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Mexican-American Professor Aims to Be ‘Agent of Ethnic Mobility’

She was born to a mother who left school after the third grade to work. Her late father attended school in a one-room adobe house in the mountains of Mexico but never finished.

But Dr. Glenda M. Flores is their dream realized. She’s not only a first-generation college graduate but a tenured associate professor at her alma mater — the University of California-Irvine — where several students are like her in so many ways.

As a first-generation college graduate, Flores has been both a model at an institution that boasts many first-generation and Latino college students.

“Honestly, I feel very blessed and grateful to have this group of students who are not just Latinos, but there are others who are first-generation college students,” she says. “I see in a lot of them this deep-seated desire to finish … you’re not doing it for yourself, but for a whole group of people who sacrificed for you.”

Flores earned two undergraduate degrees from UC Irvine: one in Spanish language and culture with an education emphasis and a second in Chicano and Latino studies. She later earned a Ph.D. in sociology from the University of Southern California and returned to UC Irvine in 2012 as an assistant professor.

Dr. Glenda M. FloresDr. Glenda M. Flores

Many Latino students struggle with a sense of belonging in the university setting, says Flores, who is also the director of undergraduate studies.

“A lot of it has to do with the current political climate,” she says, adding that the immigration issue has become racialized.

Students can sense the anti-immigrant, anti-Latino and anti-Mexican sentiments, she says.

“They ask, ‘Do I really belong at this institution?’ and they do.”

Born to immigrant parents, Flores says she promotes a sense of belonging as a university professor.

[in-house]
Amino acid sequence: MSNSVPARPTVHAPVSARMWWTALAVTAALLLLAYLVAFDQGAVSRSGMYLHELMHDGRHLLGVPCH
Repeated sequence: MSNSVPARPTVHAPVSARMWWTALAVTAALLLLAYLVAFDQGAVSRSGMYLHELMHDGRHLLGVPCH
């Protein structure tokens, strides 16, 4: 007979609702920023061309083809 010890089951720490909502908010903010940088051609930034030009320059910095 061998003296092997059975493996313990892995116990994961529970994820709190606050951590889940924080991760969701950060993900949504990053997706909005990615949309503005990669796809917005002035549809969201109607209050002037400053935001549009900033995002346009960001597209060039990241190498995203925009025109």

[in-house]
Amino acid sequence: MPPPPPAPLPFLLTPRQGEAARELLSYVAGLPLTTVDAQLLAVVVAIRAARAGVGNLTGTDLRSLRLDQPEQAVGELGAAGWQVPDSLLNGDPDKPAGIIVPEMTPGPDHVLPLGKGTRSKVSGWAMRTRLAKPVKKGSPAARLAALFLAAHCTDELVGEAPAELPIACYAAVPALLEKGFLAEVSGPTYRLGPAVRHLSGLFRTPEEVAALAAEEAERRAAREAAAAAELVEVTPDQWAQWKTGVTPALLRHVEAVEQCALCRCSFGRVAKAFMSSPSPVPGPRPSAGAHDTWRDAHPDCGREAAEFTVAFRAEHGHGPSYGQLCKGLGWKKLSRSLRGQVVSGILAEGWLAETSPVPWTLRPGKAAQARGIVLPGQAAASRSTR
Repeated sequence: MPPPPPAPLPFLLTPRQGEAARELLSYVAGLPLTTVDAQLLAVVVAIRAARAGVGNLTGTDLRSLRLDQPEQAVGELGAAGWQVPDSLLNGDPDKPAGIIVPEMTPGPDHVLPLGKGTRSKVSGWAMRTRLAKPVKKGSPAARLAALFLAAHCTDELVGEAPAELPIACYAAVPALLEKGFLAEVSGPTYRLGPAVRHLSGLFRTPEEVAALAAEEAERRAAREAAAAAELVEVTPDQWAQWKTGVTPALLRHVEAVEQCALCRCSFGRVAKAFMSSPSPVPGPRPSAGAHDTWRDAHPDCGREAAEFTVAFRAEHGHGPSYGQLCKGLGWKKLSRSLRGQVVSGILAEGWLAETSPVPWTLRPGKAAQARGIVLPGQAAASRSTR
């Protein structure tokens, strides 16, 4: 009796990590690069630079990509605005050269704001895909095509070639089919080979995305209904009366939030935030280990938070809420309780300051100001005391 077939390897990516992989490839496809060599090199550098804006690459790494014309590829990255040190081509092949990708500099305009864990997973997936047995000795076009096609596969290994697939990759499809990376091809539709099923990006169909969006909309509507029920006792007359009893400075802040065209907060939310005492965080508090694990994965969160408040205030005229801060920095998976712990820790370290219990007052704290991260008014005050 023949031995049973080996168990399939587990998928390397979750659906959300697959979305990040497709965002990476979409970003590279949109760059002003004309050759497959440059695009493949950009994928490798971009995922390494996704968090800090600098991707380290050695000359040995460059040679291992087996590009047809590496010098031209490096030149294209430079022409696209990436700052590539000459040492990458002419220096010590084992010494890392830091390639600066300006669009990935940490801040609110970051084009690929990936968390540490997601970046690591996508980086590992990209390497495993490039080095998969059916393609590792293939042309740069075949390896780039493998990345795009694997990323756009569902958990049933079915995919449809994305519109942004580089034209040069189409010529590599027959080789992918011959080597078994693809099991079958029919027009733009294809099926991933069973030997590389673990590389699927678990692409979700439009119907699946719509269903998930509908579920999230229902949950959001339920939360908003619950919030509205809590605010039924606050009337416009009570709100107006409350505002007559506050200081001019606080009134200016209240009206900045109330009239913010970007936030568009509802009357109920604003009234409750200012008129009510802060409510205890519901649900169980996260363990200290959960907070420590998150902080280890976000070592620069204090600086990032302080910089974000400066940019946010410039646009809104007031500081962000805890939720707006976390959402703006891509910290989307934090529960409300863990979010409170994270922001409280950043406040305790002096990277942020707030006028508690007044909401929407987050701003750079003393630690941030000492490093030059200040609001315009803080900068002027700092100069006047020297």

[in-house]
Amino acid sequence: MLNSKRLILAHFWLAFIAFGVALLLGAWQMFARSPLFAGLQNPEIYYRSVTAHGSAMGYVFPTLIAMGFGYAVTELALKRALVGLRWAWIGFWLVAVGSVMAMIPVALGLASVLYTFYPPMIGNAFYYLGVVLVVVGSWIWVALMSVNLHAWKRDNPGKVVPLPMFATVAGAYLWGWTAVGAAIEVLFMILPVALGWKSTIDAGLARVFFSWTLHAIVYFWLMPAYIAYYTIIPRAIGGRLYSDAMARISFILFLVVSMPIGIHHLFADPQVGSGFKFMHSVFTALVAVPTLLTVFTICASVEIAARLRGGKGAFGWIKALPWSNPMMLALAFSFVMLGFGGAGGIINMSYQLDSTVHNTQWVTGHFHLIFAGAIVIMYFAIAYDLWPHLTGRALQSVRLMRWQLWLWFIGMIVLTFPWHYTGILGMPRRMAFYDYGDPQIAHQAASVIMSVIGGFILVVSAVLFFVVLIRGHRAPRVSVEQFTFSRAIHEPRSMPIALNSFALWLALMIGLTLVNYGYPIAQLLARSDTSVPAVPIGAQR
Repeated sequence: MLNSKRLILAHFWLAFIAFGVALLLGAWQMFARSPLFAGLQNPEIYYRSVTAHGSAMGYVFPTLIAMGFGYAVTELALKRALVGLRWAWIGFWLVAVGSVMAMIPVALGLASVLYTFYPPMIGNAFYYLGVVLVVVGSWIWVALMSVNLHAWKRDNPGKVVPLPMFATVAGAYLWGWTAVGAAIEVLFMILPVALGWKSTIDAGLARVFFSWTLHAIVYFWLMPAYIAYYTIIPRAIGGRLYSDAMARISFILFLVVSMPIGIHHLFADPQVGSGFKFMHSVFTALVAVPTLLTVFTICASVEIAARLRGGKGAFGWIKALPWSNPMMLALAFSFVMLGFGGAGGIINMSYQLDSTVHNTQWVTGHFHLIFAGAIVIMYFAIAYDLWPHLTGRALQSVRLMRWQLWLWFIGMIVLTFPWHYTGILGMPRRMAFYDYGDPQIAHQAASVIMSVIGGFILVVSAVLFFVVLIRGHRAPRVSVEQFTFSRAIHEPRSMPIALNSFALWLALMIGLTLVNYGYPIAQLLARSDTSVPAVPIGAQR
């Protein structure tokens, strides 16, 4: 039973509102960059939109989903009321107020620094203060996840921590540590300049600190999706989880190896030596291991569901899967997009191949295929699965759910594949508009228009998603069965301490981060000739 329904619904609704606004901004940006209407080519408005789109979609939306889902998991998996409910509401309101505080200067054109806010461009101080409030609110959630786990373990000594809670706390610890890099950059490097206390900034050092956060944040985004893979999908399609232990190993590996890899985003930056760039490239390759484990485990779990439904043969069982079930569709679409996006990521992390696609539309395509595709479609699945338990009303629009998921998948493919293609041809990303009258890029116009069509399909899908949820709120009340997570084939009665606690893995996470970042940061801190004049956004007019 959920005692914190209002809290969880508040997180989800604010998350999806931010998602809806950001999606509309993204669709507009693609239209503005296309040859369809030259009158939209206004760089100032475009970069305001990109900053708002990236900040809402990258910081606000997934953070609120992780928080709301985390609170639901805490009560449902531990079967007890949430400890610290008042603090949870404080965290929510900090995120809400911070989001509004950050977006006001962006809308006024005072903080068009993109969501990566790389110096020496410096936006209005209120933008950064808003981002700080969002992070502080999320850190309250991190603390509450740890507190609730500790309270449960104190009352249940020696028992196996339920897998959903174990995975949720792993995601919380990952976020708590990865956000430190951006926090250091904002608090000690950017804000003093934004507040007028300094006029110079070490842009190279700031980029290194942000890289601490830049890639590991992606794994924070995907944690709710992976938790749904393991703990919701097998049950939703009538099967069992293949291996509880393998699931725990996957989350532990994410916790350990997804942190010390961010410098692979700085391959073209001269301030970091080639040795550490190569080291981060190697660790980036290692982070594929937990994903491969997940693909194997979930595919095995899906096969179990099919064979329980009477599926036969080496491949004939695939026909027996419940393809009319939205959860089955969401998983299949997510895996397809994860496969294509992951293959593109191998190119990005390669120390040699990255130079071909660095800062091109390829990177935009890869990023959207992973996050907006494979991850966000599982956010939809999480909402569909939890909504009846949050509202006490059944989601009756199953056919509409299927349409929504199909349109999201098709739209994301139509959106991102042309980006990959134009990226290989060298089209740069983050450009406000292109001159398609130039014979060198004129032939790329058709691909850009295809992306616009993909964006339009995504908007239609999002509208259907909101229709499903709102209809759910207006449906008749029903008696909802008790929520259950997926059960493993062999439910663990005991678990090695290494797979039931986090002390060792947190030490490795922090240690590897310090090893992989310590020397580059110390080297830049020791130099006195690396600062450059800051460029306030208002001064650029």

In her classroom, students openly discuss the history of immigration in the U.S. and engage in robust discussions about historical racial hierarchies and how those hierarchies have changed across the years.

“We are in a certain historical era right now where these hierarchies are changing,” Flores says, adding that there’s a shifting in areas where only a Black-White binary existed. This shifting is happening because of the growing influx of Hispanics.

Discovering and implementing new ways to promote ethnic studies to more students is central to Flores’ mission.

“I think that courses like those are so valuable,” she says. “They give different versions of history that some students aren’t really exposed to, but once they learn about it they can really resonate with the material.”

Flores, who once aspired to be a bilingual elementary school teacher, says that she feels like an agent of ethnic mobility,

Her book, Latina Teachers: Creating Careers and Guarding Cultures highlights some of the ways that educators can be agents of ethnic mobility at the elementary school level. It also includes best practices for how to best educate and communicate with young Latinos, particularly those in underperforming schools throughout Southern California.

For example,  certain words in Spanish  carry cultural codes, such as “mijo” and “mija” which mean son and daughter. Latina teachers can guard and protect their culture by continuing to use these terms, even though speaking Spanish in schools continues to be frowned upon in the U.S., she says.

She notes that institutionalizing these rhetorical speech devices is a way that teachers can create a connection with their students.

As a junior at UC Irvine, Flores enrolled in a multicultural education course that required field studies at elementary schools. There, she noticed a disconnect between teachers and students.

“I think that’s where I also started to see that some teachers didn’t completely understand where their students were coming from,” she says. She also witnessed the way other teachers would talk about parents, specifically the ones who were immigrants, behind closed doors, adding that some teachers would complain that the parents didn’t care because they sometimes didn’t show up for school meetings.

The criticisms were often unwarranted, says Flores, adding that many of the parents worked long days, and, had the teachers offered alternatives times, the parents would have come.

Flores’ father, who sold Chicklets and trinkets along the Mexican-U.S. border as a youngster, had the chance to see many of his daughter’s academic milestones before his death in 2010.

When he dreamed about her future, he dreamed big, Flores says.

“He was always very supportive; he wanted me to be something like an astronaut,” she says.

Instead, she’s making an impact right here on Earth.

This article will appear in the October 4, 2018 edition of Diverse.

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